Research showing that 750,000 people die prematurely in China each
year from pollution was cut from a World Bank report following pressure
from Beijing, the Financial Times said Tuesday.
Beijing successfully lobbied for the removal of a third of the
report, entitled the "Cost of Pollution in China," arguing the contents
could lead to social unrest, the London-based newspaper said.
China's State Environment Protection Agency (SEPA) and health
ministry asked the World Bank to remove the figures from a draft of the
report finished last year that stated about 750,000 people die
prematurely each year from pollution.
Removal of detailed map
China also successfully pushed for the removal of a detailed map
showing which parts of the country suffered the most deaths, the
"The World Bank was told that it could not publish this information.
It was too sensitive and could cause social unrest," the Financial
Times quoted one adviser to the study as saying.
The draft was released at a conference on sustainable development in
Beijing in March, and remains available on the Internet, without the
The World Bank, which put together the report in cooperation with
Chinese government ministries over several years, acknowledged on
Tuesday that some data had been withdrawn from the draft but did not go
The World Bank said in a statement sent to AFP that the published
version "did not include some of the issues that are still under
Still under review
The statement said the final report was "still under review," while
there was no comment on the allegations that Chinese pressure had led
to the sensitive data being removed.
The published report on the Internet said "conservative" estimates
put the cost of premature death caused by air pollution in China at
157.3 billion yuan (20.7 billion dollars) in 2003, but gave no
estimates on the numbers affected.
Its foreword said that "certain physical impact estimations" had
been left out of the draft of the report "due to... some uncertainties
about calculation methods and its application."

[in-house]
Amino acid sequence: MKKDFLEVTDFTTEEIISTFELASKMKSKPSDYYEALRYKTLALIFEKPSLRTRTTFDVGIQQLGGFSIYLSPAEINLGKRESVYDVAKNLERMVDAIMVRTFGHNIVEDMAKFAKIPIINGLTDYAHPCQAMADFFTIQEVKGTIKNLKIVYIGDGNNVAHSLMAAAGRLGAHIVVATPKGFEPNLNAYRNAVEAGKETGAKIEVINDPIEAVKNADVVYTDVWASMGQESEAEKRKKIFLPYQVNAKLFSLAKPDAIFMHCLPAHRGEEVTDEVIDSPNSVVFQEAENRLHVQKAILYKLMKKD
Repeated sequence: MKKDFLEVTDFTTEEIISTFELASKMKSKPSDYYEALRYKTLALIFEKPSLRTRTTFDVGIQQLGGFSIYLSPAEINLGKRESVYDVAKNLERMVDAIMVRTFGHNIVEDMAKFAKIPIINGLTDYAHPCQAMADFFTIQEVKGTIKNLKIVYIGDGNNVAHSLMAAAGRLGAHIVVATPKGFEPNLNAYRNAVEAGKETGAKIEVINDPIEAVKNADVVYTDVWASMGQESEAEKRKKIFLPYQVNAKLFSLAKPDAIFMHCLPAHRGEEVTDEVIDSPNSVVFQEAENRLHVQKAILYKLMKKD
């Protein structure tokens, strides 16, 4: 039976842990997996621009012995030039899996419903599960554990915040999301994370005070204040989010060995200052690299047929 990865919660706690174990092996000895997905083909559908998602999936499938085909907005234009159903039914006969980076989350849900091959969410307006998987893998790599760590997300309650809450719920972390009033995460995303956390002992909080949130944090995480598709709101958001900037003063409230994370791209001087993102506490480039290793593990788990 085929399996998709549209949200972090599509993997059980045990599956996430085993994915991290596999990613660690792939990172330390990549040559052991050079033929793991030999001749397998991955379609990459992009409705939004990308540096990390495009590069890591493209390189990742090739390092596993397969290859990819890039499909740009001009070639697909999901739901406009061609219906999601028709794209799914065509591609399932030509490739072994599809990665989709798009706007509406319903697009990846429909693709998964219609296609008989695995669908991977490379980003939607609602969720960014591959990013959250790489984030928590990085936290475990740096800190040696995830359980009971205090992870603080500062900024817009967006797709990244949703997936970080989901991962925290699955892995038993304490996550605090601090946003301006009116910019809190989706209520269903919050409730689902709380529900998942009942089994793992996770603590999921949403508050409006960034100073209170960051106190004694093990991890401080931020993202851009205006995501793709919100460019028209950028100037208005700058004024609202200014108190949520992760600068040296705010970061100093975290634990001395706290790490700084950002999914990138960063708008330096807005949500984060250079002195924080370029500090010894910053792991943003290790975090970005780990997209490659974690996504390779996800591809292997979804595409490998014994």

Guo Xiaomin, a retired SEPA official who coordinated the Chinese
research team, told the Financial Times the cuts were made partly
because of concerns that the methodology was unreliable.
But he added the information on premature deaths "could cause
misunderstanding," the newspaper said. Guo also expressed concerns over
the size of the 148-page report.
"We did not announce these figures. We did not want to make this
report too thick," he told the Financial Times.
Officials from China's environment agency or health ministry were
not available for comment on Tuesday, while the foreign ministry
refused to comment.
China's communist rulers have a history of suppressing information
that they perceive as sensitive. However, in recent years they have
pledged to be more transparent.
In 2003, the deadly SARS virus originated in China and the
government was widely condemned for initially covering up the disease,
enabling the virus to spread around the world more easily.
Foreign media, informed by a retired army whistle-blower doctor
Jiang Yanyong, eventually exposed the cover-up, but the disease went on
to kill over 800 people worldwide, including 349 in China.
Despite the pledges of transparency, the government-controlled press
continues today to ignore or play down sensitive issues such as
protests and environmental accidents. - (Sapa)
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